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Catholic Church increasingly ‘isolated’ in attitude to homosexuality – Mary McAleese

THE Catholic Church is becoming increasingly isolated in its attitude to homosexuality, the former president of Ireland has warned

Mary McAleese believes while the Vatican is losing its argument on its teachings, some youngsters in Catholic schools are left battling an internal conflict.

She said the numbers of young men who have died by suicide in Ireland is galling, with gay men one of the most at risk groups.

"They are the victims, one, of homophobic bullying; they are also frankly highly conflicted," said Mrs McAleese, who is studying canon law in Rome after her 14-year term which ended in November.

She said the vast majority of children in Ireland went to Catholic schools, where they would have heard the church's attitude to homosexuality.

"They will have heard words like disorder, they may have heard the word evil used in relation to homosexual practice," said Mrs McAleese.

"And when they make the discovery, and it is a discovery and not a decision, when they make the discovery they are gay when they are 14, 15 and 16 an internal conflict of absolutely appalling proportions opens up.

"They may very well have heard their mothers, their fathers, their uncles, aunts, friends use dreadful language in relation to homosexuality and now they are driven into a space that is dark and bleak."

She warned that with more debate, and greater research, the Catholic Church "is going to become increasingly isolated in its attitude to homosexuality" and gay people's civil and human rights.

The former president met the Papal Nuncio Charles Brown, who represents Pope Benedict XVI in Ireland, shortly after Easter to specifically draw his attention to the issue.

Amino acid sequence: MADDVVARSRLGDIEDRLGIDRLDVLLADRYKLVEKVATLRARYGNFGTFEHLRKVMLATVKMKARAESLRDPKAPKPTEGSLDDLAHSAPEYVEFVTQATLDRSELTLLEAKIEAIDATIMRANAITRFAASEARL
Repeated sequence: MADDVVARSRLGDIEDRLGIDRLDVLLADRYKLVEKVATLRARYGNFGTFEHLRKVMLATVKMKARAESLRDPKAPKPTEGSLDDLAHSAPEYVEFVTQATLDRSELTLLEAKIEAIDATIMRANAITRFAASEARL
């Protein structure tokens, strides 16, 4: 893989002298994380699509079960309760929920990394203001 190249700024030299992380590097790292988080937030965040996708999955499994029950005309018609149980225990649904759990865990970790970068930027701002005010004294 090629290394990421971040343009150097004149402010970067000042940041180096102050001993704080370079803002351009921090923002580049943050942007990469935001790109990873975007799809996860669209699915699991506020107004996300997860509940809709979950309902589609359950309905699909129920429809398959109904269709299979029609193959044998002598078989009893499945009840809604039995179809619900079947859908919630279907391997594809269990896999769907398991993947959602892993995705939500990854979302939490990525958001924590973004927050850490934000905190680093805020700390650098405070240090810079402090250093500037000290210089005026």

But she fears the issue will not be tackled until the "omerta" or code of silence on the issue is broken.

She also said the child abuse scandals have left "a massive hallowing out of trust" in the church's Episcopal leadership, but she believes it lost its grip on society years before as it insisted on obedience in a world where people were becoming increasingly educated and had access to other opinion.

The former president, who has published a book entitled Quo Vadis: Collegiality In The Code Of Canon Law, also criticised the church for not drawing in the views and anxieties expressed by its faithful.

She said: "Take, for example, the issue of abuse and the way the bishops handled that," she told Pat Kenny on RTE.

"The internal damage done to community, to trust, could in many ways have been avoided had there been much better lines of communication up through the system.

"If the people had been talking to their bishops, if the bishops had been listening, if the bishops had been talking freely and openly to the centre and had the opportunity at the centre to make their voices heard, part of the problem that we have has come from silence and come from a failure to set up structures where information flowed freely always."

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